The Bank of England on the 3rd August, will announce whether they will increase, decrease or maintain the key interest for the United Kingdom. In this article we will look ahead with some industry experts and see how the UK economy performed last quarter.
Interest rates are set by the Bank of England’s Monetary Policy Committee which is made of nine members – The Governor, the three Deputy Governors for Monetary Policy, Financial Stability and Markets & Banking, the Banks’s Chief Economist and four external members appointed directly by the Chancellor.
According to Bank of England’s Deputy governor Ben Broadbent it is unlikely that the current interest rate of 0.25% will be raised on 3rd August as the directions of the UK economy remains unclear. Mr Broadbent is a close ally to the Bank of England governor Mark Carney, who in a recent interview said he was not ready to raise interest rates.
“In my opinion, it is a bit tricky at the moment to make a decision (to raise the interest rates). I am not ready to do it yet”.
The UK GDP (Gross Domestic Product) was estimated to have increased by 0.3% in Quarter 2 (April to June) 2017. The growth in Quarter 2 was driven mainly by services, which grew by 0.5% compared to 0.1% growth in Quarter 1 (January to March) 2017.
The largest contributors to growth in services were retail trade and film production and distribution. Construction and manufacturing were the biggest downward pulls on quarterly GDP growth after two consecutive quarters of growth.
GDP per head was estimated to have increased by 0.1% during Quarter 2 2017.
The Pound has been at a steady level for the past few weeks, on 16th July reaching its highest level against the US Dollar since September 2016. Most experts predict the rates to remain at the same level in the upcoming Bank of England meeting. The markets would have priced in the outcome already.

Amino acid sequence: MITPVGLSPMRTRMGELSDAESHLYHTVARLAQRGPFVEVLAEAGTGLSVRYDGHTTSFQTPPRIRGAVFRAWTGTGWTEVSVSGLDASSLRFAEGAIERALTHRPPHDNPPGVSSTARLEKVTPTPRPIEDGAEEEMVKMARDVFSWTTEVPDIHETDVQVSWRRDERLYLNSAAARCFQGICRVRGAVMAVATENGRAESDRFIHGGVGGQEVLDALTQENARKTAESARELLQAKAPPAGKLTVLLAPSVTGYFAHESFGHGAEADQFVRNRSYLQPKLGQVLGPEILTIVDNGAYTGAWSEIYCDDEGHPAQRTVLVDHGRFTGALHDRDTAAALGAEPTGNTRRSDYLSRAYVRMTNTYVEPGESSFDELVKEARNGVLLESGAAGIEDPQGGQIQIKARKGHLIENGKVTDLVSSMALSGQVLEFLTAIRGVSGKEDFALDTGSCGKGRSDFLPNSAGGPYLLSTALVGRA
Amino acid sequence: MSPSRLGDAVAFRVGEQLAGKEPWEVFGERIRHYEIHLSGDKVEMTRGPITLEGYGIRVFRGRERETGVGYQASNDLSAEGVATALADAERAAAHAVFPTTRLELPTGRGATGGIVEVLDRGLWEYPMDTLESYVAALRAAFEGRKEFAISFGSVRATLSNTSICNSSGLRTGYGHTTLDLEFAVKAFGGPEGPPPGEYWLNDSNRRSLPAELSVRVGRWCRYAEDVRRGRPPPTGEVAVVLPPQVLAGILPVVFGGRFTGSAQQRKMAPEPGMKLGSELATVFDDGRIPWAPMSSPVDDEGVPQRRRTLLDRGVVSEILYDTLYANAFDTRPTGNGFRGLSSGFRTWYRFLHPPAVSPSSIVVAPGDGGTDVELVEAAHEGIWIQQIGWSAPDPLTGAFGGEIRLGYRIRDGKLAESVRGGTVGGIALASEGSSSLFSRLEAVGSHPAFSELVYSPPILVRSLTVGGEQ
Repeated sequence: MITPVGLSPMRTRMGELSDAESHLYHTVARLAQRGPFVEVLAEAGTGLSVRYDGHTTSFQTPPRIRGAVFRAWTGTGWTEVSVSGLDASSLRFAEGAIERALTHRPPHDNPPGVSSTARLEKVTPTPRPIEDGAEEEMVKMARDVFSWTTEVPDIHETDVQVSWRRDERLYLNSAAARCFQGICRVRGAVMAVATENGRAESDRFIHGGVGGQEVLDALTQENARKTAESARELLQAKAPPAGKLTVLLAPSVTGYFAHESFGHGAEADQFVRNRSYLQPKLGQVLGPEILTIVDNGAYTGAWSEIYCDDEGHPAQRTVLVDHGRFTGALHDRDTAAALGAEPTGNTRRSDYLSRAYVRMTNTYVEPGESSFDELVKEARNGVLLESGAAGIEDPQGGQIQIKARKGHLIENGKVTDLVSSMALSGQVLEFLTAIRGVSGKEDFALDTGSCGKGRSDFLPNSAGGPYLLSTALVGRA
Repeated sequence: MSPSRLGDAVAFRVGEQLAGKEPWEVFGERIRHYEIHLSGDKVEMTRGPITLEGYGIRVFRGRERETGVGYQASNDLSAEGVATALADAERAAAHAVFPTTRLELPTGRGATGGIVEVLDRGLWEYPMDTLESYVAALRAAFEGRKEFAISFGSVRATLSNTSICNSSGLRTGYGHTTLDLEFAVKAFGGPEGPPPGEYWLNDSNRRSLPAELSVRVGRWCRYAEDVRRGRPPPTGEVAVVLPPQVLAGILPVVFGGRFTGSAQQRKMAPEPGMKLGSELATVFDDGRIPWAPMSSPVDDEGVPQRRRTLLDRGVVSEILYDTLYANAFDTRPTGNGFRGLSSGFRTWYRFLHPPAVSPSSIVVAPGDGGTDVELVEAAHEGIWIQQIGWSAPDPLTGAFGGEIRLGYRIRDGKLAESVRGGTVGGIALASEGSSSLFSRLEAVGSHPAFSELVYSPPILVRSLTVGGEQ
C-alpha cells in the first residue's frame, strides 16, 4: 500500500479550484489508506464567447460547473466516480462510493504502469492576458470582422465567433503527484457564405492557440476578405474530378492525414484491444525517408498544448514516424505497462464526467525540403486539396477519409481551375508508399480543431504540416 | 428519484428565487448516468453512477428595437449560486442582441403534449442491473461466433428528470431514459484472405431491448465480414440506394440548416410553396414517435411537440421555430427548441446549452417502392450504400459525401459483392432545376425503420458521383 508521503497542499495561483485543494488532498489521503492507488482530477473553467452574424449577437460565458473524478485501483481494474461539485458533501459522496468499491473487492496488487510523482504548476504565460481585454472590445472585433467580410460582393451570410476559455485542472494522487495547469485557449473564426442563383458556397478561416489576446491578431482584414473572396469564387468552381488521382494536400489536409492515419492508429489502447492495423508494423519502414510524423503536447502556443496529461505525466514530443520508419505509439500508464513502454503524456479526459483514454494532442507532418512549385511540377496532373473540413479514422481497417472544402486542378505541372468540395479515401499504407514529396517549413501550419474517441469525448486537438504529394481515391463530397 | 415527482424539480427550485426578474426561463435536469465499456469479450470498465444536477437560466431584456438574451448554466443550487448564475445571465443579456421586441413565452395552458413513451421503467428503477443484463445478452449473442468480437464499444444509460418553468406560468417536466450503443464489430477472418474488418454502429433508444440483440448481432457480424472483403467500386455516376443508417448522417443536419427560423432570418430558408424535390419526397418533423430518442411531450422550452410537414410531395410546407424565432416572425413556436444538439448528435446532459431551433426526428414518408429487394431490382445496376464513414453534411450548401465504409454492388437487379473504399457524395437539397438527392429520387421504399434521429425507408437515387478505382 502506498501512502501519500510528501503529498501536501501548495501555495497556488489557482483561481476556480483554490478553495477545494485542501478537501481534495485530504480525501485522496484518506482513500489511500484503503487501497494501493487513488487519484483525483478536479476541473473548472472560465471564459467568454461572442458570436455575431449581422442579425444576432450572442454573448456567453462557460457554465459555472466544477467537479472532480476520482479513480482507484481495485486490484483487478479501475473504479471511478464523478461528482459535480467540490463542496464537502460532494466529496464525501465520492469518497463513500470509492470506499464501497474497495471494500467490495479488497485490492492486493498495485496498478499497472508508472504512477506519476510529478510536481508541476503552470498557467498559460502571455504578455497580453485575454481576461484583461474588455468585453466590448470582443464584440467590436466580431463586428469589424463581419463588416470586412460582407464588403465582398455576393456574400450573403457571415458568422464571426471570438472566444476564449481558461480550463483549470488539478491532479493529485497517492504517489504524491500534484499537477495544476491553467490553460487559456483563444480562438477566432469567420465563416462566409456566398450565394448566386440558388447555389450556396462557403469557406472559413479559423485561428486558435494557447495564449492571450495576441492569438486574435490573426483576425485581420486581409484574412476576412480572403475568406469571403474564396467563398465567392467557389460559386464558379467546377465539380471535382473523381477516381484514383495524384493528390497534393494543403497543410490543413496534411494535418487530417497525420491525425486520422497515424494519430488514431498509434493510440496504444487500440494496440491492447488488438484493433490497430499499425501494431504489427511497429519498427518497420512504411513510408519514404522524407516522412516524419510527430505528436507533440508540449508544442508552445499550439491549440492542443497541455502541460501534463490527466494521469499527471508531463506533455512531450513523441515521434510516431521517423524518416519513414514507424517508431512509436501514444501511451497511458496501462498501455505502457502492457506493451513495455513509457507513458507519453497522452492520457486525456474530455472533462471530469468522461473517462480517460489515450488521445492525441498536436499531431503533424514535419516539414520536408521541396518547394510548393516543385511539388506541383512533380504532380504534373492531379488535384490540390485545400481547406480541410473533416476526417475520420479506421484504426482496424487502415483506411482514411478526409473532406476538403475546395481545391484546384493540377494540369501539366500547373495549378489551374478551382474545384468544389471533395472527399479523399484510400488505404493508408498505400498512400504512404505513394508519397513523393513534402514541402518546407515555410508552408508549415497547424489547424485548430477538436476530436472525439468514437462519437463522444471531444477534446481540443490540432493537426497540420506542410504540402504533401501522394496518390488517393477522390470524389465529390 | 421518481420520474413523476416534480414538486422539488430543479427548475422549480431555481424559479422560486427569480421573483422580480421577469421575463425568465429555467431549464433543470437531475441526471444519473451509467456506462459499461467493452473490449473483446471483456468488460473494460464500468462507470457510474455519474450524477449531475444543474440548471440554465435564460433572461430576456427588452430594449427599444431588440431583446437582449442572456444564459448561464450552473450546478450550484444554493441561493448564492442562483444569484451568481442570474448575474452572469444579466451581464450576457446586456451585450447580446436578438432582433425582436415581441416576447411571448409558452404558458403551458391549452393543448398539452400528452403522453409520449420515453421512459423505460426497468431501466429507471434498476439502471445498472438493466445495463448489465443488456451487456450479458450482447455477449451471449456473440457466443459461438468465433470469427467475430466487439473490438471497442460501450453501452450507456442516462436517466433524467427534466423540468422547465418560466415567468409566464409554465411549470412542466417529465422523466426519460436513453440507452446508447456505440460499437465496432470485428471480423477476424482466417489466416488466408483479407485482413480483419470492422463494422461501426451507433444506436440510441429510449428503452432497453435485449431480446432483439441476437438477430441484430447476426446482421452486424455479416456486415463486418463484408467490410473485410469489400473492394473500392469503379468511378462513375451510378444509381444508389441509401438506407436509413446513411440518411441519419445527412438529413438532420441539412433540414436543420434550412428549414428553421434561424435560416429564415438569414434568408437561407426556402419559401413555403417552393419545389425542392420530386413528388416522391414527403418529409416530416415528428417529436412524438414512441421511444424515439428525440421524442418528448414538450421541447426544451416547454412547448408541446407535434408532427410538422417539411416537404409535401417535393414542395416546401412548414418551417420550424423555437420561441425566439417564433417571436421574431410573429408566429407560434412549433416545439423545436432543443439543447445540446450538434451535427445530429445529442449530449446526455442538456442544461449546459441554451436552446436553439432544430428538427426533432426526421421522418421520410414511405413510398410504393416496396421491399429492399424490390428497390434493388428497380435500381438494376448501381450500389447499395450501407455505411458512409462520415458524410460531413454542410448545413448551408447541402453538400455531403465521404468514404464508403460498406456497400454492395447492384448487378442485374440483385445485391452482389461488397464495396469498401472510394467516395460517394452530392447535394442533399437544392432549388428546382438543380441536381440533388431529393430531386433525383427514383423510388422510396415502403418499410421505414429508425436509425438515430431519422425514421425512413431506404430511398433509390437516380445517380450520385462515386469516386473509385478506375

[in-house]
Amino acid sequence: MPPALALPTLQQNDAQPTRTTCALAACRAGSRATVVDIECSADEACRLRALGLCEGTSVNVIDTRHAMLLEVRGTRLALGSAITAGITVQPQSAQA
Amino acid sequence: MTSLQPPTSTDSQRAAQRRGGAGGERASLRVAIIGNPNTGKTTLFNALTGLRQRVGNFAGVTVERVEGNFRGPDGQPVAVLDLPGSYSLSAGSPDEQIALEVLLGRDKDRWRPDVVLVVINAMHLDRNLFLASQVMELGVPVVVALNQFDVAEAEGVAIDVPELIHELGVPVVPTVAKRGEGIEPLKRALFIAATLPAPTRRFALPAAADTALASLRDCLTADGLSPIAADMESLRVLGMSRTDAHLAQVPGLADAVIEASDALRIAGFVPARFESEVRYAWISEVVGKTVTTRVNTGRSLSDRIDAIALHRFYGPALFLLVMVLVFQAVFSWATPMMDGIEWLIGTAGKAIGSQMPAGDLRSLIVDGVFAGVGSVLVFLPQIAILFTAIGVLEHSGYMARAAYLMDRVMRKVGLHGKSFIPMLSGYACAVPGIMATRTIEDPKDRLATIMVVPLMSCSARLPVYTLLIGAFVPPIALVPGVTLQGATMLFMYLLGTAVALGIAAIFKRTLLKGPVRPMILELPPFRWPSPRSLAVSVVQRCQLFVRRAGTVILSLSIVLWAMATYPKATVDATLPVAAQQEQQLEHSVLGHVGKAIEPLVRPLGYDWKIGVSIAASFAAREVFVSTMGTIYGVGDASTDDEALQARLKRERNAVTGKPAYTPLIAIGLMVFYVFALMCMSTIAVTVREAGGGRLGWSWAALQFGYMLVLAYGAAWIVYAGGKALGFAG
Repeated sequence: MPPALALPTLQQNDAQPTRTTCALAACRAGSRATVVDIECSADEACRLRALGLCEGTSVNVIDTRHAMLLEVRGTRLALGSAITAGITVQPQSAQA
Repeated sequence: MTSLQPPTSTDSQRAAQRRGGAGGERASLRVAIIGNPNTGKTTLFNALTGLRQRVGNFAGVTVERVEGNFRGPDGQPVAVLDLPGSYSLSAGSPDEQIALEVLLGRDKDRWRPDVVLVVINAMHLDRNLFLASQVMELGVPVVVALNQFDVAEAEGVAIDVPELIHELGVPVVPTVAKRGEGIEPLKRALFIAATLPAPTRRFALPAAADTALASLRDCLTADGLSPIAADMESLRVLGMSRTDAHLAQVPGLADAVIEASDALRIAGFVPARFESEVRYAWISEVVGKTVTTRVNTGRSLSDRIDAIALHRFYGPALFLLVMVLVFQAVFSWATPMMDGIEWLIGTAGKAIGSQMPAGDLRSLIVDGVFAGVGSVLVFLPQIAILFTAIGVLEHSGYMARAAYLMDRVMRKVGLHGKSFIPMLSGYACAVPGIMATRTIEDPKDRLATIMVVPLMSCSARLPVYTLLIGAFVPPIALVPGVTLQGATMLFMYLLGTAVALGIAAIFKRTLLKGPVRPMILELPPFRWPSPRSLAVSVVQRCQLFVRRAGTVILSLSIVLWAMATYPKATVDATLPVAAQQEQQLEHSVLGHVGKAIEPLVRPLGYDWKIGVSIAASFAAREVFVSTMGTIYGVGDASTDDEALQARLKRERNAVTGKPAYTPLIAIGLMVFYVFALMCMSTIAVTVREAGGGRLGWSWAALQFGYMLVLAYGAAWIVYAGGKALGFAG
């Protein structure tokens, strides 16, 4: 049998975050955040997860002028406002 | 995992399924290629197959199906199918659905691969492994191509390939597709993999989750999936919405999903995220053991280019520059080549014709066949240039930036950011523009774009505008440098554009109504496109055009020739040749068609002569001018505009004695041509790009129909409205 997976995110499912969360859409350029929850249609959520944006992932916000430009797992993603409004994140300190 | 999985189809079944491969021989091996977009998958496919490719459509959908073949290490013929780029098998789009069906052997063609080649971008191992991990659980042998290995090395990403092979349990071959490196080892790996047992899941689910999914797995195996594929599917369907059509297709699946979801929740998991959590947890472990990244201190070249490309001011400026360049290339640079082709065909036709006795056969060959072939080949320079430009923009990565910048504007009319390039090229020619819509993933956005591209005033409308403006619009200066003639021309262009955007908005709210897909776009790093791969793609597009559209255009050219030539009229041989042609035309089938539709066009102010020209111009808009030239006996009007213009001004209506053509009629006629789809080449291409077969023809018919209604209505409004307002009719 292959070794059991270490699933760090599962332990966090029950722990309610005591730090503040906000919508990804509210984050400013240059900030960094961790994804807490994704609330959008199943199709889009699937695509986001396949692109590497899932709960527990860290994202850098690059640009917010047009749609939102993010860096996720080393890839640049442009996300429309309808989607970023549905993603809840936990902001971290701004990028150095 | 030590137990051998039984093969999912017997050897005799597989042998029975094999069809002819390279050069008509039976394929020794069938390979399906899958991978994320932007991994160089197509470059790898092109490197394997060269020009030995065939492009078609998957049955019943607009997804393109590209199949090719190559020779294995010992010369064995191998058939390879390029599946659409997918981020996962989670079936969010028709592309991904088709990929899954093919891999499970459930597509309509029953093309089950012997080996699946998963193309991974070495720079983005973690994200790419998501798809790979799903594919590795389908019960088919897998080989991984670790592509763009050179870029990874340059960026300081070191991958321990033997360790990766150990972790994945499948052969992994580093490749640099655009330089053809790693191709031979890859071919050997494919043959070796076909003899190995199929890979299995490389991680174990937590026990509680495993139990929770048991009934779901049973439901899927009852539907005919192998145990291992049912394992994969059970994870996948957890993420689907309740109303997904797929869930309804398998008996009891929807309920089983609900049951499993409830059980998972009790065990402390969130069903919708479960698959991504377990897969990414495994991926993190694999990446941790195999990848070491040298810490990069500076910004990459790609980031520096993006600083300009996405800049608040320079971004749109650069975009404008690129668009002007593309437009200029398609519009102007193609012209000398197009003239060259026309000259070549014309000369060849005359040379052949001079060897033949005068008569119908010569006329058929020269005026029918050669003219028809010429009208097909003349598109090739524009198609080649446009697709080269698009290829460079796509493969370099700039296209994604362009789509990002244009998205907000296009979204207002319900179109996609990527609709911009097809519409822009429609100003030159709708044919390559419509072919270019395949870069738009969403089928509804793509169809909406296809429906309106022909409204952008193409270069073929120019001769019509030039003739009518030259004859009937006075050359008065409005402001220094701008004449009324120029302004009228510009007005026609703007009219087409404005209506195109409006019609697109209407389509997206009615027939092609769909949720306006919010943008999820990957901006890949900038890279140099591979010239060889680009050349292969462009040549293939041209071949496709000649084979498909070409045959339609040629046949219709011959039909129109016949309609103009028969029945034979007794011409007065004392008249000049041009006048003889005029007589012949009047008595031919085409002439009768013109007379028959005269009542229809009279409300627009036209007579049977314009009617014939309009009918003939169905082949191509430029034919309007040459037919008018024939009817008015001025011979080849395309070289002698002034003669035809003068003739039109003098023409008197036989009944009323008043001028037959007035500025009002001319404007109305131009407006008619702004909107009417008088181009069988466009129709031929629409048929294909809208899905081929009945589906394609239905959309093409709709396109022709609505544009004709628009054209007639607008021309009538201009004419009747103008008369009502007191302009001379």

Since reaching record highs back in May, the FTSE100 has remained around the same level with no major movement in the Index in the recent weeks.
Remaining Monetary Policy Committee meeting dates in 2017
On 18th July 2017, the Bank of England unveiled the new £10 note which will be issued on 14th September 2017. The £10 note which features author Jane Austen, will be larger than the new £5 note but smaller than the current £10 note and will is made of plastic and has traces of animal fat.
Speaking at Winchester Cathedral, the resting place of Jane Austen, the Governor Mark Carney said“Our banknotes serve as repositories of the country’s collective memory, promoting awareness of the United Kingdom’s glorious history and highlighting the contributions of its greatest citizens”.
The new £10 note celebrates Jane Austen’s work. Austen’s novels have a universal appeal and speak as powerfully today as they did when they were first published. The new £10 will be printed on polymer, making it safer, stronger and cleaner. The note will also include a new tactile feature on the £10 to help the visually impaired, ensuring the nation’s money is as inclusive as possible.
By: Klavs Valters